In the days leading up to the release of Solange's dense and intricate A Seat At The Table, she posted a photo of herself and six black dancers standing before a green and rocky mountain. They're standing abreast one another, no one foregrounded or backgrounded, in a kind of tableau of sisterly solidarity; here, a head rests against a shoulder, and there, an elbow gently leans against its neighbor. They're connected in another, much more visually arresting way as well: by their cap sleeve, knee-length lilac dresses, which are linearly bound together, the tail of one twisting up into a Grecian detail on the next, the loose fabric acting like a wave encompassing them all.
In the accompanying caption, Solange explains that her mother, Tina Knowles Lawson, was primarily responsible for the construction of the "Issey Miyake inspired purple babes" over the course of just two days. Miss Tina is, famously, a deft and nimble seamstress, responsible for many of Destiny's Child's color-coordinated outfits, as well as being the brain behind her own line, the since-retired House of Deréon (named for Tina's mother). In her elegiac review of Solange's most recent release, writer Doreen St. Felix opens with a bit of Knowles legacy: "Tina Lawson opened Headliners on Houston’s Montrose Boulevard in 1990. She did hair during the day, and sewed costumes at night." Those early Destiny's Child outfits were a direct descendent of this proximity to pageantry; they were memorable, performative, and attention-getting.
Miss Tina's latest costume, however, has a different genealogy entirely: high fashion. As Solange indicated, the purple gown (or should that be plural?) is directly inspired by a runway creation of the 78-year-old Japanese designer Issey Miyake. While he retired from design in 1999 — choosing instead to spend the rest of his career developing and inventing new textiles — by the time of his departure his label's reputation for theatrical avant-garde explorations of the female form and the limits of traditional fabrics had been well-established.
Almost all of Miyake's practice was predicated on the idea that everything comes from a single source. In a 2014 interview with The New York Times, the designer wrote, "All of my work stems from the simplest of ideas that go back to the earliest civilizations: making clothing from one piece of cloth. It is my touchstone. I believe that all forms of creativity are related." His Spring/Summer 1999 show marked the debut of what would later be inducted into The Museum Of Modern Art under the acronym A-POC (A Piece Of Cloth).
In his final show, of which there is very little to no video, Miyake sent 23 models down the runway all interconnected by a garment constructed from a single tube of bright red fabric, with supermodel Alek Wek trailing behind, holding up the end of the train. While Miss Tina's take on the garment was slightly hellenic, the original was positively parasitic, with each girl attached to the one in front by a viscous swath of fabric, as tense and fleshy as something out of a Cronenberg flick. The differences between the two iterations are telling: Miyake's aims were ultimately technical — after the show he would immediately set out to work exclusively on textile technology and hand his brand off to a series of proteges — while Lawson's take is warm, familial, and conveys a message of togetherness.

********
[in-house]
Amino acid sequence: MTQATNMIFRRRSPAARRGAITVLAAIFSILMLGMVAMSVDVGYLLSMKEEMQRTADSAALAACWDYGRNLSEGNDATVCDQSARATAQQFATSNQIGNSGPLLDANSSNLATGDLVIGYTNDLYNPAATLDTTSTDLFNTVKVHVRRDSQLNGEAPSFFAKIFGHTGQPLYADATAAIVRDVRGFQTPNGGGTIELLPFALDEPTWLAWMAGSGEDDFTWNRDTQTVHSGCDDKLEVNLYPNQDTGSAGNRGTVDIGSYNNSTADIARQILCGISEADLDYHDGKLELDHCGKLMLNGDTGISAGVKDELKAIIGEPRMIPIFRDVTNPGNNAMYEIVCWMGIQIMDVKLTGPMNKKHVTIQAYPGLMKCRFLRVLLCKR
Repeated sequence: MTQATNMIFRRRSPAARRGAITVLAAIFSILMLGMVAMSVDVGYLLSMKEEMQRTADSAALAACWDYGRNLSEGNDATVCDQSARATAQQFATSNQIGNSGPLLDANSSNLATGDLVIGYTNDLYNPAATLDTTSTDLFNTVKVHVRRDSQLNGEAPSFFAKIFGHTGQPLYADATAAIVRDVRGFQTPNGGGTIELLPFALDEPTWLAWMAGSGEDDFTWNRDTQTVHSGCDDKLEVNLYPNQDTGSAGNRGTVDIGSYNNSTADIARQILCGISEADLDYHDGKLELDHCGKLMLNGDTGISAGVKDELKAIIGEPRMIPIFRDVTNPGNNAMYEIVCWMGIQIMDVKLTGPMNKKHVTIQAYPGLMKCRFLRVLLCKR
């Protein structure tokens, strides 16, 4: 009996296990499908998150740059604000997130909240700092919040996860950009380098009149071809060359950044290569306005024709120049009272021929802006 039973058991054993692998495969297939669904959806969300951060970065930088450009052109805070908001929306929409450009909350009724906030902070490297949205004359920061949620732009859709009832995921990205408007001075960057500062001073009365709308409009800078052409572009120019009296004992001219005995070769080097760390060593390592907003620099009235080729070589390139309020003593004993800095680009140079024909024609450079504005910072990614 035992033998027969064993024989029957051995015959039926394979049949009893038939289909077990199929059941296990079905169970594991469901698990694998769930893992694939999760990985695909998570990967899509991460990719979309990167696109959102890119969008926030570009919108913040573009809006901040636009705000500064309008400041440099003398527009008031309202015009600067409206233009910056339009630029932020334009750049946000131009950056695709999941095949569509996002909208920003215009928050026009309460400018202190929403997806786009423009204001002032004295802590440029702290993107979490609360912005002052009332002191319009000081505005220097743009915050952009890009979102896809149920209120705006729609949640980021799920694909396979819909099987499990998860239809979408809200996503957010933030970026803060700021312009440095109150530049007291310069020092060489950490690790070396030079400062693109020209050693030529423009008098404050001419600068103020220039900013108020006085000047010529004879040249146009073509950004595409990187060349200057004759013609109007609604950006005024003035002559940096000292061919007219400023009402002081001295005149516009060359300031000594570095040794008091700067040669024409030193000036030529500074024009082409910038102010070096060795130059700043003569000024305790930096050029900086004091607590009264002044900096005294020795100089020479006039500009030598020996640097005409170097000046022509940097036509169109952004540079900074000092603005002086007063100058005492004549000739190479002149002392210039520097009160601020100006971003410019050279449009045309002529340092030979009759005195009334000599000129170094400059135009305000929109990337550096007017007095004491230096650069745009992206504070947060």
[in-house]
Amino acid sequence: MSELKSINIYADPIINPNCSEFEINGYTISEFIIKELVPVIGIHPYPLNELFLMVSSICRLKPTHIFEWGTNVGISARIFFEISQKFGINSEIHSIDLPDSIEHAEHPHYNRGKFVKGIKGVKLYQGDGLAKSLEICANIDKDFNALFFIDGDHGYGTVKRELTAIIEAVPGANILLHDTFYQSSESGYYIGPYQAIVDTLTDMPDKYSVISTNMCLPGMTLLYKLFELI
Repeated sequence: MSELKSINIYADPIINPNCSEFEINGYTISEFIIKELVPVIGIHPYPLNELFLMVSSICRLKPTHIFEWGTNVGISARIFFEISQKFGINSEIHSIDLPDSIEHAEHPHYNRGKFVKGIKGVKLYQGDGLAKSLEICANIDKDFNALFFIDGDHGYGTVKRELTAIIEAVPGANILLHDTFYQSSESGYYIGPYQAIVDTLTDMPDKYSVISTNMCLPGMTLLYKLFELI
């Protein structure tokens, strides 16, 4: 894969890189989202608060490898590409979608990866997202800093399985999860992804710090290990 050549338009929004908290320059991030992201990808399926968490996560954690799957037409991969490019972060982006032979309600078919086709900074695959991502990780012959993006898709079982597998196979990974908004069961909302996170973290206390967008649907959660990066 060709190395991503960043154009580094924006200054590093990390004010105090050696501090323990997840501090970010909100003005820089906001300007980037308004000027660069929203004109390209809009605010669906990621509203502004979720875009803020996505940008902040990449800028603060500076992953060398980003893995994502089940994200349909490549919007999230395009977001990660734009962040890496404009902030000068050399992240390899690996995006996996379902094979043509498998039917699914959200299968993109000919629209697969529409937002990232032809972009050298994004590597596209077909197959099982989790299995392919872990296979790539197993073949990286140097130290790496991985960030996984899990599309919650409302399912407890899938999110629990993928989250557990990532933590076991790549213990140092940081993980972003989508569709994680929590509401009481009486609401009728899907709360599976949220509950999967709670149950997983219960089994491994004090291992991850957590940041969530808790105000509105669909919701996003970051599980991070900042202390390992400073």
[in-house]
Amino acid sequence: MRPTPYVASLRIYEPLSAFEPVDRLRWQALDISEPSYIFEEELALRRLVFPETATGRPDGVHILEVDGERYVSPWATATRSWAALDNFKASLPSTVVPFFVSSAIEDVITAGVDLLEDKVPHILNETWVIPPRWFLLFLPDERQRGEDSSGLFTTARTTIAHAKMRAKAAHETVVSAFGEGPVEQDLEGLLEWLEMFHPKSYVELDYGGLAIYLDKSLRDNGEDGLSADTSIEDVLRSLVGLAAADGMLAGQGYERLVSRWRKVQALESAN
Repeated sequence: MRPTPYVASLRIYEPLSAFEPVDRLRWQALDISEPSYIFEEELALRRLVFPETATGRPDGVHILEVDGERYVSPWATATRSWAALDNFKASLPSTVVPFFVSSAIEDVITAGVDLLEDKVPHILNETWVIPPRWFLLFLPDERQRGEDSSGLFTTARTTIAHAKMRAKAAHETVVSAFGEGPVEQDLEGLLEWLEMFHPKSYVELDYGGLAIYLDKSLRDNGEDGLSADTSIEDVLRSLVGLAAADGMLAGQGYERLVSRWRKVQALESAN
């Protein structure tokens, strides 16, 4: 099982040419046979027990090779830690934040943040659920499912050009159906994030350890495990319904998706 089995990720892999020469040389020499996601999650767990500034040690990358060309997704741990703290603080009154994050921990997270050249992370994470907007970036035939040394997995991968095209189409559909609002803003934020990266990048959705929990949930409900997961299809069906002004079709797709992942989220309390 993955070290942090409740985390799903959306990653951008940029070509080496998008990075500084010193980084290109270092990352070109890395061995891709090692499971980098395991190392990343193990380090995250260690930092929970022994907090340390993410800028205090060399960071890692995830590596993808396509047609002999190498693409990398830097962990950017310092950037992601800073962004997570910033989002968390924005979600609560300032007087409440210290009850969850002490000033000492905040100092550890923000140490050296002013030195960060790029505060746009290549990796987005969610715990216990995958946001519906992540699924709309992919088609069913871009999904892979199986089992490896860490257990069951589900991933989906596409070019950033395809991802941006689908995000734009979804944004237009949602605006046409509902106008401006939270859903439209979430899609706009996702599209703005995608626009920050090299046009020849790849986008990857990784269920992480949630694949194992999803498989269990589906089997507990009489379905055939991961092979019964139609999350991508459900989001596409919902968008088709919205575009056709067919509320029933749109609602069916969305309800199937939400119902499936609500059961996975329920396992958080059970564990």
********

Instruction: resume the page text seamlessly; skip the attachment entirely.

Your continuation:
Timing. I wrote "Cranes in The Sky" 8 years ago. It was 8 years ago @raphael_saadiq handed me a cd with a few instrumentals. One was just drums, strings, and bass. I went home and wrote "Cranes" that night in my hotel room. When I finished writing and creating #aseatatthetable in a little house in New Iberia, Louisiana.....I revisited "Cranes" once again. I called Raphael that night and asked if he would help me to elevate the production on a few of the other songs of the album to see their fullest potential. I am so happy 8 years later Cranes is finally out in the world.
In a 2013 video, Beyoncé said her mother's talent "is finding the best qualities in every human being. I think her gift is understanding and helping people get to their best selves." For what else have Tina Lawson's designs been about besides family, and realizing the expansive dreams of her talented daughters? Just as Miyake sought to create something much greater from a single piece of cloth, from their tight-knit family unit (having expanded to include Solange's husband Alan Ferguson, who co-directed "Cranes in the Sky," and Jay-Z) the Knowles have carved out moments much larger and grander than any individual family member. And what they're wearing is just a small part of that.